Lance Armstrong: gets beat by a teenager in a Mtn Bike Race in Colorado


ASPEN, Colo. — The Associated Press



Lance Armstrong was feeling just fine even after being beaten by a lanky teenager in a grueling 36-mile mountain bike race.

Better than fine, even. He’s more at ease now than he has been in a decade.

Lance Armstrong kisses girlfriend as he prepares to take part in the Power of Four mountain bicycle race in Snowmass Village, Colorado., Aug. 25, 2012. The race is the first public appearance for Armstrong since the U.S. Anti-Doping Association stripped him of his seven Tour de France championships and banned him for life from the sport.

In his first interview since the U.S. Anti-Doping Agency disciplined Armstrong with a lifetime ban from professional cycling and vacated his seven Tour de France titles, he said, “Nobody needs to cry for me. I’m going to be great.”

Armstrong couldn’t catch Keegan Swirbul at the Power of Four bike race Saturday, finishing nearly five minutes behind the hard-charging kid.  “It’s cool to get your butt kicked by a 16-year-old when you know he has a bright future,” Armstrong said, smiling.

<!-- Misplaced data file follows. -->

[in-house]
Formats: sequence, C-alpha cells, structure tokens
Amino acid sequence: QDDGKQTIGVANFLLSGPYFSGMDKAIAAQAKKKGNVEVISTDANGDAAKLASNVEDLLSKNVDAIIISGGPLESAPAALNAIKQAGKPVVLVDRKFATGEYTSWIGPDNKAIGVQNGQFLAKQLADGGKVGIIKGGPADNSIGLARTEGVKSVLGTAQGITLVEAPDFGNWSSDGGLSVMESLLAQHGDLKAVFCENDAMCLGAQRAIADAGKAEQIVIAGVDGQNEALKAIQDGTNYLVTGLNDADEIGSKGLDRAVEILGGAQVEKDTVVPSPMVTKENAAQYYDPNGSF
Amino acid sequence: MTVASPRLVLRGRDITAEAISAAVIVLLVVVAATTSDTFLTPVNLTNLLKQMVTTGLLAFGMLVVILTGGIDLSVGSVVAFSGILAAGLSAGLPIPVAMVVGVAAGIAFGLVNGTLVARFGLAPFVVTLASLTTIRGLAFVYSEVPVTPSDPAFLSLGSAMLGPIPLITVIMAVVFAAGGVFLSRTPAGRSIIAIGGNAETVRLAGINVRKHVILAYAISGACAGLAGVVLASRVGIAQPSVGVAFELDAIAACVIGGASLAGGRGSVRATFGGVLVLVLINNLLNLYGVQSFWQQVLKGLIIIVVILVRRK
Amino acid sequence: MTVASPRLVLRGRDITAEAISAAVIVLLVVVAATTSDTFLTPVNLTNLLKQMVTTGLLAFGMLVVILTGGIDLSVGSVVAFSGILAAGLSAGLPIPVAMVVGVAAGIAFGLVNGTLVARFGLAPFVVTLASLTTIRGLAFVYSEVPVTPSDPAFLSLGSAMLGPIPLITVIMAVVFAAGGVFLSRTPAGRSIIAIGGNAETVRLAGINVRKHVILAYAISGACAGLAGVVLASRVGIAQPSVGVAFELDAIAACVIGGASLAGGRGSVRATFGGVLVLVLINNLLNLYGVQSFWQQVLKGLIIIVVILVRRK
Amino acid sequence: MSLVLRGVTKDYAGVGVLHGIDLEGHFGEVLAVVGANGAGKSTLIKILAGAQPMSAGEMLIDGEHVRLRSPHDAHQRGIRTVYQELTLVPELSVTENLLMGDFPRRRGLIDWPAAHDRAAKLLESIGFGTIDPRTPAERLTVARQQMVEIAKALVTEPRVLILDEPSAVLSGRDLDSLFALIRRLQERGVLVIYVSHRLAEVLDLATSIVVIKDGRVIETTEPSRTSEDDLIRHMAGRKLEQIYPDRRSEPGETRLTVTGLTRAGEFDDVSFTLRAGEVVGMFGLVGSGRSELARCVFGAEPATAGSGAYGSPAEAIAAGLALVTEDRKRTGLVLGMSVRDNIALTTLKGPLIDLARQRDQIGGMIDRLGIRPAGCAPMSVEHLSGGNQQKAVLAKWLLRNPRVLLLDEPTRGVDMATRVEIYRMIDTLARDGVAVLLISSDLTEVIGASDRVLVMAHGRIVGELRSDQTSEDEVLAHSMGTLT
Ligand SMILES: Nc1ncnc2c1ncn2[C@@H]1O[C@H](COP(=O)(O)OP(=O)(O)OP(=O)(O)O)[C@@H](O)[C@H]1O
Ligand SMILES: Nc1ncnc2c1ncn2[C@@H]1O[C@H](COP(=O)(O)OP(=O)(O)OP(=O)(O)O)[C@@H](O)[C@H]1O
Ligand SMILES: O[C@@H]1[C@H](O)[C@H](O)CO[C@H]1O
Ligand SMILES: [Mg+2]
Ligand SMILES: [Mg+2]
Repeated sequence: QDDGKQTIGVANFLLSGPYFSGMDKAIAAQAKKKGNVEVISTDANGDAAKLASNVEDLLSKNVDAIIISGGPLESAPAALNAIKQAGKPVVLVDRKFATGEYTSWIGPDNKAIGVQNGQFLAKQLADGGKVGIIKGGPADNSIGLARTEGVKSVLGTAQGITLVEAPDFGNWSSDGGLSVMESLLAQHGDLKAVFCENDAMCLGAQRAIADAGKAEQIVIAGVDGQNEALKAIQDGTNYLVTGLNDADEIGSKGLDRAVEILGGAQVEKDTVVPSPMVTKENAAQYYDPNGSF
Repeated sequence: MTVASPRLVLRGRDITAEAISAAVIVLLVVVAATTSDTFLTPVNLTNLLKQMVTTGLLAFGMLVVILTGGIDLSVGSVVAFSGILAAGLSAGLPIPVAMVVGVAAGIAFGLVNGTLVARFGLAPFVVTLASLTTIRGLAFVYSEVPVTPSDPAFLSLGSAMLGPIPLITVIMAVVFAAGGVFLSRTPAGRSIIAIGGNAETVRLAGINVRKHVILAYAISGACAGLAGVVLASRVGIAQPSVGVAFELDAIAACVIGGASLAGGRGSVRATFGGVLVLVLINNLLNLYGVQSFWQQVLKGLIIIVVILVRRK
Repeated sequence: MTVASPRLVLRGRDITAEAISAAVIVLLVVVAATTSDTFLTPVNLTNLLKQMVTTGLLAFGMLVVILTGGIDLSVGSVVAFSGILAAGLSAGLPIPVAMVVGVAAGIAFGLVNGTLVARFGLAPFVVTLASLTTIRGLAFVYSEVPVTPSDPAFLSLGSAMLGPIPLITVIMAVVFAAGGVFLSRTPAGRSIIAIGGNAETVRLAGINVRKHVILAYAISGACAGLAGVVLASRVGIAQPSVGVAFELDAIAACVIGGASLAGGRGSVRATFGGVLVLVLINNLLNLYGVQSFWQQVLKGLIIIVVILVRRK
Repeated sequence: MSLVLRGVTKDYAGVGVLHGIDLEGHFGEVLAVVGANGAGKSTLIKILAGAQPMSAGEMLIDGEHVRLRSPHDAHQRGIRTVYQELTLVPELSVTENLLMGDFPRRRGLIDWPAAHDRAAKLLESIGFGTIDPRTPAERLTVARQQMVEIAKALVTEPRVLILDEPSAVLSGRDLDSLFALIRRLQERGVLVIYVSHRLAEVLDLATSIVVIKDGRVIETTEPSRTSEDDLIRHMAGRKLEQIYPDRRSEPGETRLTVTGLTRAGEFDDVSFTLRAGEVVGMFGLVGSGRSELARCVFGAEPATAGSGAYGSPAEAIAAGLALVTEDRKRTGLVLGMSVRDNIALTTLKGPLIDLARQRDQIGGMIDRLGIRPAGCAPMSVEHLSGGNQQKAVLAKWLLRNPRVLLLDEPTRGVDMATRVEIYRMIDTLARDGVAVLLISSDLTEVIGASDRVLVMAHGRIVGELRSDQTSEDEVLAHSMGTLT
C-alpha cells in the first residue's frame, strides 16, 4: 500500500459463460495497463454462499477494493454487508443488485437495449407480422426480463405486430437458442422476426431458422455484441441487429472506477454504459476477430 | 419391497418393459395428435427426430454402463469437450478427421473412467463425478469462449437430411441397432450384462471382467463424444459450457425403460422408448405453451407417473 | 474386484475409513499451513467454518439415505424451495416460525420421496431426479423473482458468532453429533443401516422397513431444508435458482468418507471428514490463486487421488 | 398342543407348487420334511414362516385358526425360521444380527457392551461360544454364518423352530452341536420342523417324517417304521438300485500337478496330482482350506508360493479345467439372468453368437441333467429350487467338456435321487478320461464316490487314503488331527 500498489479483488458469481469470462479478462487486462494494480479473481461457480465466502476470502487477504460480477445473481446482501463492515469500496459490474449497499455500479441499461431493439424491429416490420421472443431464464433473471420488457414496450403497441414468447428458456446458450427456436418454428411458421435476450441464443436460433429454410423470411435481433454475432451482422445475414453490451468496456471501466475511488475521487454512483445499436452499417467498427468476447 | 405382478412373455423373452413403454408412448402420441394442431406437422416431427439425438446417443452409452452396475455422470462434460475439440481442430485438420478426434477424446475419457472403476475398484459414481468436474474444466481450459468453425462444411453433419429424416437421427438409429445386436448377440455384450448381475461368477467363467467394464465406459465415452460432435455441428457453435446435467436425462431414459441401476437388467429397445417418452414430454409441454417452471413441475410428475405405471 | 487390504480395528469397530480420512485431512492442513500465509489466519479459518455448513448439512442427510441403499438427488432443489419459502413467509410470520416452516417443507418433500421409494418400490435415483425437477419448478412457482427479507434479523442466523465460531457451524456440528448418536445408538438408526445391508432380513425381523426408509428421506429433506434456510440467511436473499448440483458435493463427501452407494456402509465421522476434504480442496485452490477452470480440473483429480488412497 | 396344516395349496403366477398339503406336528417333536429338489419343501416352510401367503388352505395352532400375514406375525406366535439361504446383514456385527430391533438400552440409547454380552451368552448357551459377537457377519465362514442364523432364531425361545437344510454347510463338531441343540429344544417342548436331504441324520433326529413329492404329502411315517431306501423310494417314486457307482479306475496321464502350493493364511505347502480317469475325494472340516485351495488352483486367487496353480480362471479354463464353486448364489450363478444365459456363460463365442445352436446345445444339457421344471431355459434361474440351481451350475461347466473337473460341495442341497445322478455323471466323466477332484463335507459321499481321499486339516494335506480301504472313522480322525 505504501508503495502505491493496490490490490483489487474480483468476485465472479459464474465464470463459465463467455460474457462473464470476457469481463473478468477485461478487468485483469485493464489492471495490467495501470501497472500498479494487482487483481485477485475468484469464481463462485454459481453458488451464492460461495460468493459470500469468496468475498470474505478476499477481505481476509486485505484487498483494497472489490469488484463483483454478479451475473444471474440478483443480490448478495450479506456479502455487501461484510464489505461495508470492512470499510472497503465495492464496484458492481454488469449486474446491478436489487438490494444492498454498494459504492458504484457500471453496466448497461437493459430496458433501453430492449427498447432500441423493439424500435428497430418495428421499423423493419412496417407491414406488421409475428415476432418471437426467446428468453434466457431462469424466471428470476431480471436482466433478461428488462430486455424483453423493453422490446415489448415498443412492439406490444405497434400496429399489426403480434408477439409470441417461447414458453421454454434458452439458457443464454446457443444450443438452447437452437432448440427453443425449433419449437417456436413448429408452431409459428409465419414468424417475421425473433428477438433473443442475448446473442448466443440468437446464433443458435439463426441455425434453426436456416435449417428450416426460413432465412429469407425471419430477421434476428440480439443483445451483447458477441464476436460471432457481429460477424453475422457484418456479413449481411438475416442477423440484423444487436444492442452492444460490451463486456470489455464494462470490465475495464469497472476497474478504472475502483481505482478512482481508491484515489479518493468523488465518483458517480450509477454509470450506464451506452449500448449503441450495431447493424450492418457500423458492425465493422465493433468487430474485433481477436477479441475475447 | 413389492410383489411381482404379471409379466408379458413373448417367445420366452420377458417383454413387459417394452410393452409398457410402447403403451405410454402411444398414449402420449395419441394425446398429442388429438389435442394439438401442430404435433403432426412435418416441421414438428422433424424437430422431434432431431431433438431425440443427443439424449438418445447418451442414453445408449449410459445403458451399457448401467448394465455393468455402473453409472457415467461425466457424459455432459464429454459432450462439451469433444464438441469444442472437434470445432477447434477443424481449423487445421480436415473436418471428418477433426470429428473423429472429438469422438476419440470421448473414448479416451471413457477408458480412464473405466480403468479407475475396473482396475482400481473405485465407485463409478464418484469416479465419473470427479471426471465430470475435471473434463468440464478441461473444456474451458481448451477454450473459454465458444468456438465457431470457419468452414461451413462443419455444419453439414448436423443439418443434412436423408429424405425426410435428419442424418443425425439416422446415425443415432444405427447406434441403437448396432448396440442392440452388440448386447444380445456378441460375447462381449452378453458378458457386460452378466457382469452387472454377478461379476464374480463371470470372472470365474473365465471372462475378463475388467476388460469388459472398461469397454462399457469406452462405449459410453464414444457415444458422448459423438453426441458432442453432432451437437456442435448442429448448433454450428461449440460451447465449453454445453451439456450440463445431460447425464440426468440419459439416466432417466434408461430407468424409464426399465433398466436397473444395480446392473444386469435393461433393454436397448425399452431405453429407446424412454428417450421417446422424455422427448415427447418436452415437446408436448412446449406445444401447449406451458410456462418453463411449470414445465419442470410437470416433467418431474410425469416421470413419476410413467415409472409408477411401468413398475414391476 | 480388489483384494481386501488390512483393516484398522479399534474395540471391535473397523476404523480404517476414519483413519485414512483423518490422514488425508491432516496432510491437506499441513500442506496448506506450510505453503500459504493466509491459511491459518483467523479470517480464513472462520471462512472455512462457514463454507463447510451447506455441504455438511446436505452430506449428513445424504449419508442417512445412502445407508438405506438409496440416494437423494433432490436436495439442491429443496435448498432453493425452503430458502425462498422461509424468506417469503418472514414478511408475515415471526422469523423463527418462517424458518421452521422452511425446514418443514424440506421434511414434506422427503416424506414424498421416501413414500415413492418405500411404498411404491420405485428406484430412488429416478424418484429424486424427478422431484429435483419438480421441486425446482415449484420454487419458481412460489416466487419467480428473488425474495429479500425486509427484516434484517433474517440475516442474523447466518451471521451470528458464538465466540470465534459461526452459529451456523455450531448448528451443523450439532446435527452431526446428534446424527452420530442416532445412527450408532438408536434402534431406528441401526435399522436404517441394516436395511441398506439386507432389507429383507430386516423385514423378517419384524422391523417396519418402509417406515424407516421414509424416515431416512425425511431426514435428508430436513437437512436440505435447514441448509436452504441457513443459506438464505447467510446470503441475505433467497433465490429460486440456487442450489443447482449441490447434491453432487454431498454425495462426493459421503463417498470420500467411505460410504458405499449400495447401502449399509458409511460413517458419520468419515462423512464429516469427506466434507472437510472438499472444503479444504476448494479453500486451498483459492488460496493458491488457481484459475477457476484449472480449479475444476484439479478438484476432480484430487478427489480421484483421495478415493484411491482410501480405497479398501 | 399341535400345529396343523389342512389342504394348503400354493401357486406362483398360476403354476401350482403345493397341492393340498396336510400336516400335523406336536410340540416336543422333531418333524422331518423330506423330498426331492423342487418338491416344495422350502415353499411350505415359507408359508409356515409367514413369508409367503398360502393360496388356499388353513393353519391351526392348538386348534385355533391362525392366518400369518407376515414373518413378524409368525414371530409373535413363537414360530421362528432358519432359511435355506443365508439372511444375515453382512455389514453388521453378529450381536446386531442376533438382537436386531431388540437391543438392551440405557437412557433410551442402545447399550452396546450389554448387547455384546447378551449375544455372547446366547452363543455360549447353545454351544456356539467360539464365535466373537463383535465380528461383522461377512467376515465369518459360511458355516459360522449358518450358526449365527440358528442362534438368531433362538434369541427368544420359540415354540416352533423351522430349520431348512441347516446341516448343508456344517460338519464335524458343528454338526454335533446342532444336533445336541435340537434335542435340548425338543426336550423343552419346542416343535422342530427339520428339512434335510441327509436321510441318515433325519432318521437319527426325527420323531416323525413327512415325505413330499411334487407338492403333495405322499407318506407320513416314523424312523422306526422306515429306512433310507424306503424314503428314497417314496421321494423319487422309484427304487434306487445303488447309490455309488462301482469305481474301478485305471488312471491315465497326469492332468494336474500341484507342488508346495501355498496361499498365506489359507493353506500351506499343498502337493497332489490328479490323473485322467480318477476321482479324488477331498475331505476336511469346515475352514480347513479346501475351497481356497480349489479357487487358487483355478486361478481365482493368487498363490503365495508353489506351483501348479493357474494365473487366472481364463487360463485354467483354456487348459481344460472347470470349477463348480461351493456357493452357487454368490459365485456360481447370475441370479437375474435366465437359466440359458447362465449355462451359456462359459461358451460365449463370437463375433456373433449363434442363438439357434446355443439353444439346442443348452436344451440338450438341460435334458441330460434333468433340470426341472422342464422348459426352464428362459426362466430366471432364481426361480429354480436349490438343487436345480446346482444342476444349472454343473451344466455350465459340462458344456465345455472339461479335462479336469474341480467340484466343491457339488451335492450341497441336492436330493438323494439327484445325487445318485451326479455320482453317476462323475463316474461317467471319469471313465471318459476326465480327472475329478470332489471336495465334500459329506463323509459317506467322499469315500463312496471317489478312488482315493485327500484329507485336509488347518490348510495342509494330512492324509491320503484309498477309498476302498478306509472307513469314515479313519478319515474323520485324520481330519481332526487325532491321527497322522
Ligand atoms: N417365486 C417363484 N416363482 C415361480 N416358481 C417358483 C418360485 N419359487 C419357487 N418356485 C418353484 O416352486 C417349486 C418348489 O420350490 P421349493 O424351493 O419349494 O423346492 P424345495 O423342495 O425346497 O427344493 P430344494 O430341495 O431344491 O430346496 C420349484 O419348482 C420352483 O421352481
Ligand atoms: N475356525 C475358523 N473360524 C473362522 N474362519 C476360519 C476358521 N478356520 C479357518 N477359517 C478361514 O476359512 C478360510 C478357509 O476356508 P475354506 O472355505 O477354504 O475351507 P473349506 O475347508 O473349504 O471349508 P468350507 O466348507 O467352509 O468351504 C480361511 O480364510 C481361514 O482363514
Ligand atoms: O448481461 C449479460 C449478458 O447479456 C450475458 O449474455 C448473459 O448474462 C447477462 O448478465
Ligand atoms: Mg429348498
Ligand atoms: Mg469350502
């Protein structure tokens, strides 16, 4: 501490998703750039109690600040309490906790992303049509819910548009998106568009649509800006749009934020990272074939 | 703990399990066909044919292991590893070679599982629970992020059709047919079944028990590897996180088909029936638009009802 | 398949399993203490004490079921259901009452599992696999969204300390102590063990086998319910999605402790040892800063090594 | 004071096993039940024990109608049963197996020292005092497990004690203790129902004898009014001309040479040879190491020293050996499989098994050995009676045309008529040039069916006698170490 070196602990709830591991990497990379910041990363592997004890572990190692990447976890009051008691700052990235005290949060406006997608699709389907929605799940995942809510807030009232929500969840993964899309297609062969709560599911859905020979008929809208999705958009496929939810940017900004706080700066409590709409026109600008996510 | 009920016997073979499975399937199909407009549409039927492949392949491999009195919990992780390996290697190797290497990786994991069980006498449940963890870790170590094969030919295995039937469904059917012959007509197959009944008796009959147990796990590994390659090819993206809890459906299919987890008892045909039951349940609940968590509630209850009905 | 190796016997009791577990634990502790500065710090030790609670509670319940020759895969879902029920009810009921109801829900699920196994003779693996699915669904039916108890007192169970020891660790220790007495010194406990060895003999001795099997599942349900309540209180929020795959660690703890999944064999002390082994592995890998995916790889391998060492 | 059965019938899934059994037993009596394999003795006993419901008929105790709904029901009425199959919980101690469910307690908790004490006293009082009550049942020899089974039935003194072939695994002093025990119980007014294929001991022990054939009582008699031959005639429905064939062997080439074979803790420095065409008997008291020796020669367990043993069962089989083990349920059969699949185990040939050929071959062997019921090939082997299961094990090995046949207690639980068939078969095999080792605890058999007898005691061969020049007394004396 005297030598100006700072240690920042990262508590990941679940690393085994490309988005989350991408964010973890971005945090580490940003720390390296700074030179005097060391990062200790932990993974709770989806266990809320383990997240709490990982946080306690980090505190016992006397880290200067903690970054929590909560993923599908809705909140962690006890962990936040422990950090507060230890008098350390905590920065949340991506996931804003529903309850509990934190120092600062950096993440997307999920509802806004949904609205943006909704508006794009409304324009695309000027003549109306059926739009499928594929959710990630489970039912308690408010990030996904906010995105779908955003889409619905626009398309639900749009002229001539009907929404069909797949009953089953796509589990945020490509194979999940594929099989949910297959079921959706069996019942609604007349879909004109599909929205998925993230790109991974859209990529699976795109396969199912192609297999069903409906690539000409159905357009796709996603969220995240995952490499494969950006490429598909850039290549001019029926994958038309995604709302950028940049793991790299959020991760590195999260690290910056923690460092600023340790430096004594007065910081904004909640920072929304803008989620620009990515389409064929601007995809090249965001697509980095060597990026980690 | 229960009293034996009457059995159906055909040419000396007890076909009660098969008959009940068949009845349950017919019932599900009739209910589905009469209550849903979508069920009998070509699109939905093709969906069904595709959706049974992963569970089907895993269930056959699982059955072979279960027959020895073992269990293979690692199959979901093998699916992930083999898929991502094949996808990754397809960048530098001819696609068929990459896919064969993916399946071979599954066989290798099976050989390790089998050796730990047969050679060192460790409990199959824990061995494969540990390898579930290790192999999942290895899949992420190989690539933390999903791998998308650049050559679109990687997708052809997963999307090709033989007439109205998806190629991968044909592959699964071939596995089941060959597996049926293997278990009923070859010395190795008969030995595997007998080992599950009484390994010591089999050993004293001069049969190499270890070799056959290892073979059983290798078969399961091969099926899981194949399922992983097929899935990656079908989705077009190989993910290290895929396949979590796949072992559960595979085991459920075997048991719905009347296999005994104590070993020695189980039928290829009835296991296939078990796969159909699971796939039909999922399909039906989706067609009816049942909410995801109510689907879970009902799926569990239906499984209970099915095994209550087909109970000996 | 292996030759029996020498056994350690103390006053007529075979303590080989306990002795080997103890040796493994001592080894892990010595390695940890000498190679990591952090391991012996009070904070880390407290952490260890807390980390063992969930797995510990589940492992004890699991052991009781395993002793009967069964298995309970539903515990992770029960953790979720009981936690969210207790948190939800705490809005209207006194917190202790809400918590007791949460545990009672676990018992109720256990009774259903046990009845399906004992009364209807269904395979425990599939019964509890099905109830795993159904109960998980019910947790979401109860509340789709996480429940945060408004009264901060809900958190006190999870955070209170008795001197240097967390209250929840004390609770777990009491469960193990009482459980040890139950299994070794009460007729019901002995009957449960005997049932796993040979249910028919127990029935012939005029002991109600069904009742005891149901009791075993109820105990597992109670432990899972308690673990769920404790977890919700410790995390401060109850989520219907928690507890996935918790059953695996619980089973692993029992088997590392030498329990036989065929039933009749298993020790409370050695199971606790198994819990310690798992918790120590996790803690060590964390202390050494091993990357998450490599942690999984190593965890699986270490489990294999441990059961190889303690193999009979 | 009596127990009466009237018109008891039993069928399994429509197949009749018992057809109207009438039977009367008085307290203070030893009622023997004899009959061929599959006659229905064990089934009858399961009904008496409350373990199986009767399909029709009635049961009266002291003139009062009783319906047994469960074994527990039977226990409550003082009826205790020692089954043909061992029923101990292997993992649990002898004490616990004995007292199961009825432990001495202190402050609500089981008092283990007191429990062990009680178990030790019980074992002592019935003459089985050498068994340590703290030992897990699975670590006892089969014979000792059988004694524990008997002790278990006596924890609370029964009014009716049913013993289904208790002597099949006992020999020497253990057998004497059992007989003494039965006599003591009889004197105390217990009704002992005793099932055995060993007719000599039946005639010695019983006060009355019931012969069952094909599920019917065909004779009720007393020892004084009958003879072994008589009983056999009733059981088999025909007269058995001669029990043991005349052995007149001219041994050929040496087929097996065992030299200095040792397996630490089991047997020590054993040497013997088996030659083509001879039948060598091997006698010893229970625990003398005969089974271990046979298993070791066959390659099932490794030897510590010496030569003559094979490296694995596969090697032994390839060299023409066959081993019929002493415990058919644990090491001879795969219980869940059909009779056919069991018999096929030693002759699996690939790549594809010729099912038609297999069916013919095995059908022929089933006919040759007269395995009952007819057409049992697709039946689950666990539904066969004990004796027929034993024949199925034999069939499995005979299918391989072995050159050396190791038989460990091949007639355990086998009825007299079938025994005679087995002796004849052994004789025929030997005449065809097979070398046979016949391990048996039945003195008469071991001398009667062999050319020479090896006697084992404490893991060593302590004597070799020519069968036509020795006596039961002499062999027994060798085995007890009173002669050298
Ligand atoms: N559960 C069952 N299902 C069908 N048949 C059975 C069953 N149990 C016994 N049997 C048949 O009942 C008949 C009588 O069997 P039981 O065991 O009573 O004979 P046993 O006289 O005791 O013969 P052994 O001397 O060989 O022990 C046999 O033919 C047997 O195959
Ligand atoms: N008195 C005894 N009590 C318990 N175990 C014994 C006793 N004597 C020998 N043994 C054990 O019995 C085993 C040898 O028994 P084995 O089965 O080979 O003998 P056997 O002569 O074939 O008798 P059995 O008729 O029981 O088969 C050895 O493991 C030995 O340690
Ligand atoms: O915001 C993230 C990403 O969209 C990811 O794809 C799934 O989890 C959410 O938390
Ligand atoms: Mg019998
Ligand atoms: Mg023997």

Asked if there was anything he would to say to his fans, the ones who’ve supported him through the controversy, he said: “I think people understand that we’ve got a lot of stuff to do going forward. That’s what I’m focused on and I think people are supportive of that. It’s great to be out here.”

And while Armstrong may be banned from cycling, it certainly hasn’t diminished his passion for competition.  Only now, these weekend races may have to suffice.

“It’s not so much about racing anymore for me,” Armstrong said. “For me, it’s more about staying fit and coming out here and enjoying one of the most beautiful parts of the world, on a beautiful day, on a very hard course. Some may say you’re a little sick to spend your free time doing stuff like this. I had a good time.”

So did Swirbul — beating his idol was the highlight of his burgeoning career.

Or so he thought. Then came this: Armstrong saying Swirbul was a rider to keep an eye on down the road. Swirbul beamed as he stood next to Armstrong.

Swirbul hardly had the heart to tell Armstrong that he won with only one gear — the rest going out early in the race.

“I’m so psyched right now,” said Swirbul, who turns 17 on Sept. 2. “I wanted to win this race so bad.”

How come?

“To beat the 7-time Tour champ,” he said, grinning.

To riders such as Swirbul, Armstrong will always be champion of those Tour de France titles, no matter what rulings are made.

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